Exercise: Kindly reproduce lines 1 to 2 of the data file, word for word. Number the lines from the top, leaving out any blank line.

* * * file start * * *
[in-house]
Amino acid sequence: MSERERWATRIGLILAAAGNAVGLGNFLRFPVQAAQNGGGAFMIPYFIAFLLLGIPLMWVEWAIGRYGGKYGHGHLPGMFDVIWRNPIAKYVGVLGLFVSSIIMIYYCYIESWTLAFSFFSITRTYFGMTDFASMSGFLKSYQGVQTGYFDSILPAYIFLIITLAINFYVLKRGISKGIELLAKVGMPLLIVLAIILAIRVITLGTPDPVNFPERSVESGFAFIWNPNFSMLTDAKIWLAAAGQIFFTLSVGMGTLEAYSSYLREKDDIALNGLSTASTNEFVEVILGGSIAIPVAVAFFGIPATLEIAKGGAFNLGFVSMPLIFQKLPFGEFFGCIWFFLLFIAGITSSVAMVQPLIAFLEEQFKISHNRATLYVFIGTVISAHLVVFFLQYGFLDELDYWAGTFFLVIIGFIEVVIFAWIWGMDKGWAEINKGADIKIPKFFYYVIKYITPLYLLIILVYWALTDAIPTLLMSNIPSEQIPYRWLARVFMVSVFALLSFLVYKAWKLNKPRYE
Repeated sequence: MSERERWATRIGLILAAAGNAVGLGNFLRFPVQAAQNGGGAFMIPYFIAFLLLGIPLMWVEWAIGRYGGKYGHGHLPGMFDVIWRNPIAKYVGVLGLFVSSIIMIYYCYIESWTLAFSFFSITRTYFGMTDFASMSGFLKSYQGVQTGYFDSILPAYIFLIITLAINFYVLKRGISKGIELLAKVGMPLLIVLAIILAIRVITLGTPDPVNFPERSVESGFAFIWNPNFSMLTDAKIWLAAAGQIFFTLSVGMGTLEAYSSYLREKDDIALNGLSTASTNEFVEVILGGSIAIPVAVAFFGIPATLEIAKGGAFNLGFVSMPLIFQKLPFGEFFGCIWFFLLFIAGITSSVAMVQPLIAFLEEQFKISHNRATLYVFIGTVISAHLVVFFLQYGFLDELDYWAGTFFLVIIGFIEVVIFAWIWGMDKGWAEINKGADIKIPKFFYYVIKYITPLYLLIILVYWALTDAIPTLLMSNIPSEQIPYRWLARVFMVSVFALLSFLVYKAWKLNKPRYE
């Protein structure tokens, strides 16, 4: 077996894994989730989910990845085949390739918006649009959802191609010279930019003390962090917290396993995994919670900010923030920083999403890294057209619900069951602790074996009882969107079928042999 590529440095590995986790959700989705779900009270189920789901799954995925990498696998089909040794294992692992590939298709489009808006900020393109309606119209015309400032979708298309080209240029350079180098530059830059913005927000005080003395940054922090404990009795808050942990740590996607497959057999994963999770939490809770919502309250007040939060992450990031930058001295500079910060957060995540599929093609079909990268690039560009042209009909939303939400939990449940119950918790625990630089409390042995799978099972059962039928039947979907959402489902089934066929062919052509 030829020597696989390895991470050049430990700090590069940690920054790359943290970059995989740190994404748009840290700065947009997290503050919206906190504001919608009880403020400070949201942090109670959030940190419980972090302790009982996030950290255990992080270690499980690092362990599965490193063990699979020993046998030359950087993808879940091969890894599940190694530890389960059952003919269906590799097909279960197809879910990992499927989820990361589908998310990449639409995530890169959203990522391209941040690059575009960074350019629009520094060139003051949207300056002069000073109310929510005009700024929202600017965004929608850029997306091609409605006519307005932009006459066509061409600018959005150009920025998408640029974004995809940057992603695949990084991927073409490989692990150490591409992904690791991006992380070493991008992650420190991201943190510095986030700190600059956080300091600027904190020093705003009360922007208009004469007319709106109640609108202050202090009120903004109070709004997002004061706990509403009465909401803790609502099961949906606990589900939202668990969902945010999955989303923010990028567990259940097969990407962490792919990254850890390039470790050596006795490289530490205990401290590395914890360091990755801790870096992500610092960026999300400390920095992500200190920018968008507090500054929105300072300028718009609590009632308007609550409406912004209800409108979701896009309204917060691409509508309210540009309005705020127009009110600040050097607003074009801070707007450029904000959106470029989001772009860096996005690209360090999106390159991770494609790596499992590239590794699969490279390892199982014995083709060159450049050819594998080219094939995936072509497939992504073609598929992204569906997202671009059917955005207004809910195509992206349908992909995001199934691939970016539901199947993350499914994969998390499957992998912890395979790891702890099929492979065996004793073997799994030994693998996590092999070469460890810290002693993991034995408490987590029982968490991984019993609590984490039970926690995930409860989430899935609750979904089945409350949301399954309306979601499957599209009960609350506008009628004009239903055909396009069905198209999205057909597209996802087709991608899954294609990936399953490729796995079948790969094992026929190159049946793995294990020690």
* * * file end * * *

[in-house]
Amino acid sequence: MSERERWATRIGLILAAAGNAVGLGNFLRFPVQAAQNGGGAFMIPYFIAFLLLGIPLMWVEWAIGRYGGKYGHGHLPGMFDVIWRNPIAKYVGVLGLFVSSIIMIYYCYIESWTLAFSFFSITRTYFGMTDFASMSGFLKSYQGVQTGYFDSILPAYIFLIITLAINFYVLKRGISKGIELLAKVGMPLLIVLAIILAIRVITLGTPDPVNFPERSVESGFAFIWNPNFSMLTDAKIWLAAAGQIFFTLSVGMGTLEAYSSYLREKDDIALNGLSTASTNEFVEVILGGSIAIPVAVAFFGIPATLEIAKGGAFNLGFVSMPLIFQKLPFGEFFGCIWFFLLFIAGITSSVAMVQPLIAFLEEQFKISHNRATLYVFIGTVISAHLVVFFLQYGFLDELDYWAGTFFLVIIGFIEVVIFAWIWGMDKGWAEINKGADIKIPKFFYYVIKYITPLYLLIILVYWALTDAIPTLLMSNIPSEQIPYRWLARVFMVSVFALLSFLVYKAWKLNKPRYE